Fibroids are benign 99 percent of the time, but that doesn’t mean they can always be ignored, especially if they’re preventing you from getting pregnant or causing you pain.
Uterine fibroids are growths that commonly develop on a woman’s uterus, many times without causing any symptoms that would make her aware that they are present. But for some, fibroids can cause discomfort and heavy bleeding.
Fibroids affect women of all backgrounds, often during their reproductive years, but to varying degrees, explains John F. Steege, MD, director of the department of obstetrics and gynecology at the University of North Carolina in Chapel Hill, and director of the UNC Fibroid Care Clinic. For instance, African-American women are more likely to develop fibroids than white women and at an earlier age.
Fibroids: More Annoying Than Worrisome
Also known as leiomyomas or myomas, “each fibroid apparently arises from a single cell that has escaped the usual controls over growth,” explains Dr. Steege. Ranging in size from a grape to a small grapefruit, fibroids grow inside the uterus or uterine walls, or outside, but attached to, the uterus. Many women with fibroids have no symptoms and need no treatment.
Fibroids can develop during a pregnancy without causing problems, although occasionally, some fibroids, particularly if they are large, can interfere with pregnancy or lead to miscarriages or infertility. Most fibroids shrink at menopause, but some grow so large that they press on other internal organs and have to be surgically removed.
Fibroids can be the reason behind heavy vaginal bleeding and iron-deficiency anemia. Some fibroids attached to the uterus by a stem can get twisted, causing pain and fever.
If you notice any of these symptoms, be sure to bring them to the attention of your gynaecologist:
- Heavy periods — bleeding that lasts longer and is more frequent than what you’re used to seeing
- Bleeding between periods
- Pain in your back or abdomen
- Difficulty eliminating, either during urination or bowel movements
Regardless of size, “about 99.5 percent of fibroids are benign,” says Beth W. Rackow, MD, assistant professor in the department of obstetrics, gynecology, and reproductive sciences at Yale University School of Medicine. Only very rarely does a fibroid become cancerous, Dr. Rackow adds.
Fibroids: Interfering With Fertility
“Some fibroids get diagnosed during an evaluation for infertility or recurrent pregnancy loss,” according to Rackow. Usually, diagnosis requires imaging tests to assess the fibroids’ number, size, and location.
The type of fibroids that appear to cause the most problems, Rackow says, are those that form underneath a mucous membrane and jut [inwards] into the uterine cavity. This jutting sometimes “causes pregnancy failure and/or loss of fertility because it makes the uterine cavity abnormal and decreases the chance of pregnancy,” she explains.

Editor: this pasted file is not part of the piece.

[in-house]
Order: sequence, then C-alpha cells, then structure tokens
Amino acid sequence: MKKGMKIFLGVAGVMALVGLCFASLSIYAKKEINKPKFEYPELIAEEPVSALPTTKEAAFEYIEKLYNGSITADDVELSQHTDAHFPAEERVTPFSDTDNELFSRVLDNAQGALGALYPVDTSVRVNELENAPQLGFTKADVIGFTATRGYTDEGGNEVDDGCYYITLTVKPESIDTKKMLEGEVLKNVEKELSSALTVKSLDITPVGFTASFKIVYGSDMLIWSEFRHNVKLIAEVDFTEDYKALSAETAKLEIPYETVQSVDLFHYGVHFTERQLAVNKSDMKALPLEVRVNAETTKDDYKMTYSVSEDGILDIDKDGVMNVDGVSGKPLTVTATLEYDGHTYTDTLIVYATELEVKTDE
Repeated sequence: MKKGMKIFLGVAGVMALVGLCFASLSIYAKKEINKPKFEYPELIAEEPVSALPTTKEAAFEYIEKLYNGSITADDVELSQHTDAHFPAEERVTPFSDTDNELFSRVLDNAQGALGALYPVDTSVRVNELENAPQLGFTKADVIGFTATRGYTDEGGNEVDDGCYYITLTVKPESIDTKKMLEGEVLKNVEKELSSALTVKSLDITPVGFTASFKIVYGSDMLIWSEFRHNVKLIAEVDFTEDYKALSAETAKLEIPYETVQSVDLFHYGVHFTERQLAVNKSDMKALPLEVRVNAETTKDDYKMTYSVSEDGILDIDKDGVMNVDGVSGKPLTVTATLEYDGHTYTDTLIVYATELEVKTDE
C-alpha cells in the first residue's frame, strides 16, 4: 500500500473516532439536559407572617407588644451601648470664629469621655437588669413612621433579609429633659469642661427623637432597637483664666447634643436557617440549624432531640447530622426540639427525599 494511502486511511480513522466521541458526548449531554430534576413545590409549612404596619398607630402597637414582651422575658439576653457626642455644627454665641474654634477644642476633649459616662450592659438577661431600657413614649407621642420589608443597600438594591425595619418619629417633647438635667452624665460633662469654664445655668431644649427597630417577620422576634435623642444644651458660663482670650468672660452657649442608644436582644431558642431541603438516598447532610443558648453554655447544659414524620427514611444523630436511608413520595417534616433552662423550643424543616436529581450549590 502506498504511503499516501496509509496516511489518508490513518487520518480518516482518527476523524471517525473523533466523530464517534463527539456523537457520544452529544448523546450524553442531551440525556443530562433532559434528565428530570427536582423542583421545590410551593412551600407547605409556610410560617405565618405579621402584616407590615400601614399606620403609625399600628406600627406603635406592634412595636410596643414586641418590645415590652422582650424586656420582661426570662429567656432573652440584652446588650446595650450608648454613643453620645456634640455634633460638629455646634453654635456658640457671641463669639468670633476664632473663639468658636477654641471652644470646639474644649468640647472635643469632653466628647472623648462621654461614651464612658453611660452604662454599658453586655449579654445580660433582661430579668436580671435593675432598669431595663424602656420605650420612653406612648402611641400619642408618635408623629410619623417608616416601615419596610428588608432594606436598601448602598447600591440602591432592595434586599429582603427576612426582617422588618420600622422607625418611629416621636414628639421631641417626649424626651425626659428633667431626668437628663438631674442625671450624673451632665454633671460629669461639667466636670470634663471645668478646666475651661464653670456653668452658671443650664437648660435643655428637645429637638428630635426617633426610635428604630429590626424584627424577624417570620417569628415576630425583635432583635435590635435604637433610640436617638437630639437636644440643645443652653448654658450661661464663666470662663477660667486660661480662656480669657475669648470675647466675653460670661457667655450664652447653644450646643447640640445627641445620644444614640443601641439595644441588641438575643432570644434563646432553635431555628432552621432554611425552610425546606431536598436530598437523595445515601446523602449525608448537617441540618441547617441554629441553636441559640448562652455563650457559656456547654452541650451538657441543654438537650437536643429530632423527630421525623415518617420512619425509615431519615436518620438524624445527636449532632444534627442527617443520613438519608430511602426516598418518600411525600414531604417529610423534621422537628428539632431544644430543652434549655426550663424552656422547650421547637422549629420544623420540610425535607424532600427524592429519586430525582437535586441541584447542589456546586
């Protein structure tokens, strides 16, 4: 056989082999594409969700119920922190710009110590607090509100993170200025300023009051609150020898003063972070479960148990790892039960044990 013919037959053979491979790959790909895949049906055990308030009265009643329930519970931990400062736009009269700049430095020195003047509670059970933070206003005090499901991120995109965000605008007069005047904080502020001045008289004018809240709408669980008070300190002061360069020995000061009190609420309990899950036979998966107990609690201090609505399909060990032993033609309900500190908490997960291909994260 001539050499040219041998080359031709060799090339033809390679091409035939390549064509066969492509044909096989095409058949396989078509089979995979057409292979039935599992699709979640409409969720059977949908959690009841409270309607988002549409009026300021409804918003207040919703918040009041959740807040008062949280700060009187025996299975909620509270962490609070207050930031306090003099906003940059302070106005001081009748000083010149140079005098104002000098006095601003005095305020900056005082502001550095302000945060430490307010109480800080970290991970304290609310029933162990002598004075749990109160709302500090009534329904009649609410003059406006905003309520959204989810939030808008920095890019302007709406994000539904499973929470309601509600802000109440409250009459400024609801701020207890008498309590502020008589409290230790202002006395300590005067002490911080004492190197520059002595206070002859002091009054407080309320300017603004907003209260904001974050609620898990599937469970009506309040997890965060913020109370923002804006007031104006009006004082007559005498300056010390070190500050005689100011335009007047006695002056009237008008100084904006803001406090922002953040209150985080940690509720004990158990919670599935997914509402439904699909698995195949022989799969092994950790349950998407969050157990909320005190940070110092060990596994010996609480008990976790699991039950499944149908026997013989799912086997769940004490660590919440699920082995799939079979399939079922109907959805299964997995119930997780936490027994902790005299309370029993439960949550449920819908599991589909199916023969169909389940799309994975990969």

Fibroids within the uterine wall can also alter the uterine cavity, block the fallopian tubes, or displace the cervix, the narrow opening at the end of the uterus, near the vagina, Rackow says.
Fibroids: Treatment Options
How, or even if, fibroids are treated depends on your age, the severity of your symptoms, and whether you hope to get pregnant in the future. Because medications that shrink fibroids interfere with fertility, surgery that preserves fertility is the usual treatment for younger women, Rackow says.
Strategies for treating fibroids include:
- Medication. Anti-inflammatory drugs and contraceptives containing estrogen and progestin can be used to control abnormal bleeding, but studies show mixed results. An agent called a gonadotropin-releasing hormone agonist can shrink fibroids, but the effect is temporary and fibroids tend to grow back.
- Myomectomy. This involves surgically removing the fibroids and leaving the uterus intact. This procedure is an option for women who still want to have children, but in 20 to 40 percent of cases, the fibroids grow back. And in a few women, scarring from the surgery might cause infertility. Depending on the size of the fibroids and where exactly they are located, surgery may be done through the vagina, the navel, or an abdominal incision.
- Uterine artery embolization. In this procedure, blood flow to the fibroids is cut off, stopping their growth and causing them to shrink. Because it’s not certain how this treatment affects future pregnancies, it may not be the right choice for a woman still considering having children.
- Hysterectomy. This involves surgically removing the uterus along with the fibroids. Hysterectomy is an option if a woman has severe pain or abnormal bleeding or if fibroids are unusually large, but must be carefully weighed as an option because it ends a woman’s ability to bear children.
Because every case of fibroids is different and because your needs change at different times in your life, consulting with your ob/gyn will help you make the best choice for fibroid treatment.
Article first appeared on everydayhealth.com